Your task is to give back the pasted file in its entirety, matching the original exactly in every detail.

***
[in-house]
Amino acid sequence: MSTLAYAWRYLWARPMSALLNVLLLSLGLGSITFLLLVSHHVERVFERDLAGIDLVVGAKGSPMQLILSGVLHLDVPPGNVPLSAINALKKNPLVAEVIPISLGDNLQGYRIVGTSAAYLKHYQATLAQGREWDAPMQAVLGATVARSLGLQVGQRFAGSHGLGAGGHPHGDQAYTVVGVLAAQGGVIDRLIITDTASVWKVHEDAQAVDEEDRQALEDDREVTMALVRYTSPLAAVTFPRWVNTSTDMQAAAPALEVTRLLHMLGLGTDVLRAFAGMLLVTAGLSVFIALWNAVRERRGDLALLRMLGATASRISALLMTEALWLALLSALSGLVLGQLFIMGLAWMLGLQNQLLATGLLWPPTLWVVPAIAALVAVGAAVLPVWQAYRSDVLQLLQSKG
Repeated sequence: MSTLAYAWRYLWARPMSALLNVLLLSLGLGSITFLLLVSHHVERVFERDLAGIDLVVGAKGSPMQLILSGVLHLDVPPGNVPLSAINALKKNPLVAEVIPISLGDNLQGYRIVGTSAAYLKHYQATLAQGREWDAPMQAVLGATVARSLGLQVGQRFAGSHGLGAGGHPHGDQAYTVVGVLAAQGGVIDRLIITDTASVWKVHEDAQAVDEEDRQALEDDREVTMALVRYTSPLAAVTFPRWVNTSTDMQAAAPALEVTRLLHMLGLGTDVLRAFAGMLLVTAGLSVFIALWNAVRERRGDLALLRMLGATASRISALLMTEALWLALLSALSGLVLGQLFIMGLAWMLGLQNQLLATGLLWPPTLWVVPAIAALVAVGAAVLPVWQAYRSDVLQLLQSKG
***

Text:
[in-house]
Amino acid sequence: MSTLAYAWRYLWARPMSALLNVLLLSLGLGSITFLLLVSHHVERVFERDLAGIDLVVGAKGSPMQLILSGVLHLDVPPGNVPLSAINALKKNPLVAEVIPISLGDNLQGYRIVGTSAAYLKHYQATLAQGREWDAPMQAVLGATVARSLGLQVGQRFAGSHGLGAGGHPHGDQAYTVVGVLAAQGGVIDRLIITDTASVWKVHEDAQAVDEEDRQALEDDREVTMALVRYTSPLAAVTFPRWVNTSTDMQAAAPALEVTRLLHMLGLGTDVLRAFAGMLLVTAGLSVFIALWNAVRERRGDLALLRMLGATASRISALLMTEALWLALLSALSGLVLGQLFIMGLAWMLGLQNQLLATGLLWPPTLWVVPAIAALVAVGAAVLPVWQAYRSDVLQLLQSKG
Repeated sequence: MSTLAYAWRYLWARPMSALLNVLLLSLGLGSITFLLLVSHHVERVFERDLAGIDLVVGAKGSPMQLILSGVLHLDVPPGNVPLSAINALKKNPLVAEVIPISLGDNLQGYRIVGTSAAYLKHYQATLAQGREWDAPMQAVLGATVARSLGLQVGQRFAGSHGLGAGGHPHGDQAYTVVGVLAAQGGVIDRLIITDTASVWKVHEDAQAVDEEDRQALEDDREVTMALVRYTSPLAAVTFPRWVNTSTDMQAAAPALEVTRLLHMLGLGTDVLRAFAGMLLVTAGLSVFIALWNAVRERRGDLALLRMLGATASRISALLMTEALWLALLSALSGLVLGQLFIMGLAWMLGLQNQLLATGLLWPPTLWVVPAIAALVAVGAAVLPVWQAYRSDVLQLLQSKG